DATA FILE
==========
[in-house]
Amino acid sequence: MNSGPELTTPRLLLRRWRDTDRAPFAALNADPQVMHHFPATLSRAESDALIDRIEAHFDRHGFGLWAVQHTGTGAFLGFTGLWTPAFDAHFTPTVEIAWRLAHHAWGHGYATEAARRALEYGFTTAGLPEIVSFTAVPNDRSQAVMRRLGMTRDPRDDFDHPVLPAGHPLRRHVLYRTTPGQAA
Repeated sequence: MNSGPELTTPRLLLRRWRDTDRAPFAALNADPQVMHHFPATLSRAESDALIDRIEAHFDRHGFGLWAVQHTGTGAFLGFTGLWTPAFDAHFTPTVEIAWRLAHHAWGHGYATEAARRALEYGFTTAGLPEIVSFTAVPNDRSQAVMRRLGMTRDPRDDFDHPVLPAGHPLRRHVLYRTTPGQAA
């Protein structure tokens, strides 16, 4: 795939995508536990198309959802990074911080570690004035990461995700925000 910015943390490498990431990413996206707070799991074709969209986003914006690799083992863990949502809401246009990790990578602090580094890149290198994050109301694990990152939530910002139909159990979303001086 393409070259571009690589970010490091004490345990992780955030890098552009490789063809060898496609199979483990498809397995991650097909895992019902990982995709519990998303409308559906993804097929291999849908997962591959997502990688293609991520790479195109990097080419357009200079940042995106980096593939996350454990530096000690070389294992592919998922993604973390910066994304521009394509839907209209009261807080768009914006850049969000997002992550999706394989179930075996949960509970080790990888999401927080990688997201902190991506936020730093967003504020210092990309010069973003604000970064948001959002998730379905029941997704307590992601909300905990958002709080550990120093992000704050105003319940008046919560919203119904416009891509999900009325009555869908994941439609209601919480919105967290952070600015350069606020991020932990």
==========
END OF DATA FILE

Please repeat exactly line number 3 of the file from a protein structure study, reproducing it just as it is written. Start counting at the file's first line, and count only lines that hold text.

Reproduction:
Repeated sequence: MNSGPELTTPRLLLRRWRDTDRAPFAALNADPQVMHHFPATLSRAESDALIDRIEAHFDRHGFGLWAVQHTGTGAFLGFTGLWTPAFDAHFTPTVEIAWRLAHHAWGHGYATEAARRALEYGFTTAGLPEIVSFTAVPNDRSQAVMRRLGMTRDPRDDFDHPVLPAGHPLRRHVLYRTTPGQAA